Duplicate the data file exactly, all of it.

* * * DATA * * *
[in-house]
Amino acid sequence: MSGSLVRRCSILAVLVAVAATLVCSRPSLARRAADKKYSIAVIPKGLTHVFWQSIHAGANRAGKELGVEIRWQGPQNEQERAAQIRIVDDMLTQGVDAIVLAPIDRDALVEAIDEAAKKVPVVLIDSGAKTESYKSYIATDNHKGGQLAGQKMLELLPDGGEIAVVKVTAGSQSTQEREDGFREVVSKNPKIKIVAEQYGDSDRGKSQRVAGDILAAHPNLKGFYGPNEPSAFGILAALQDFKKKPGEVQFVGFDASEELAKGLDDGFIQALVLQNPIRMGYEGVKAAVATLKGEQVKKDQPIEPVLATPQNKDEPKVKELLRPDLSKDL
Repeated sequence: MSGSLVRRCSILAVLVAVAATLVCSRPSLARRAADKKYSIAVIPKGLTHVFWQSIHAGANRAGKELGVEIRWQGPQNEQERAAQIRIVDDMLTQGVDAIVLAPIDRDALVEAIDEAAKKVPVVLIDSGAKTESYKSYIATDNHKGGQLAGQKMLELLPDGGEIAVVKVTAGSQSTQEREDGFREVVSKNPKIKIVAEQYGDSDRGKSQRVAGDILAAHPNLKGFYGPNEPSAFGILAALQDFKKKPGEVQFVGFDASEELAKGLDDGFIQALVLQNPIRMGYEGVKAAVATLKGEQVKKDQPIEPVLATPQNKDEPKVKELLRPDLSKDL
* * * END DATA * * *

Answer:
[in-house]
Amino acid sequence: MSGSLVRRCSILAVLVAVAATLVCSRPSLARRAADKKYSIAVIPKGLTHVFWQSIHAGANRAGKELGVEIRWQGPQNEQERAAQIRIVDDMLTQGVDAIVLAPIDRDALVEAIDEAAKKVPVVLIDSGAKTESYKSYIATDNHKGGQLAGQKMLELLPDGGEIAVVKVTAGSQSTQEREDGFREVVSKNPKIKIVAEQYGDSDRGKSQRVAGDILAAHPNLKGFYGPNEPSAFGILAALQDFKKKPGEVQFVGFDASEELAKGLDDGFIQALVLQNPIRMGYEGVKAAVATLKGEQVKKDQPIEPVLATPQNKDEPKVKELLRPDLSKDL
Repeated sequence: MSGSLVRRCSILAVLVAVAATLVCSRPSLARRAADKKYSIAVIPKGLTHVFWQSIHAGANRAGKELGVEIRWQGPQNEQERAAQIRIVDDMLTQGVDAIVLAPIDRDALVEAIDEAAKKVPVVLIDSGAKTESYKSYIATDNHKGGQLAGQKMLELLPDGGEIAVVKVTAGSQSTQEREDGFREVVSKNPKIKIVAEQYGDSDRGKSQRVAGDILAAHPNLKGFYGPNEPSAFGILAALQDFKKKPGEVQFVGFDASEELAKGLDDGFIQALVLQNPIRMGYEGVKAAVATLKGEQVKKDQPIEPVLATPQNKDEPKVKELLRPDLSKDL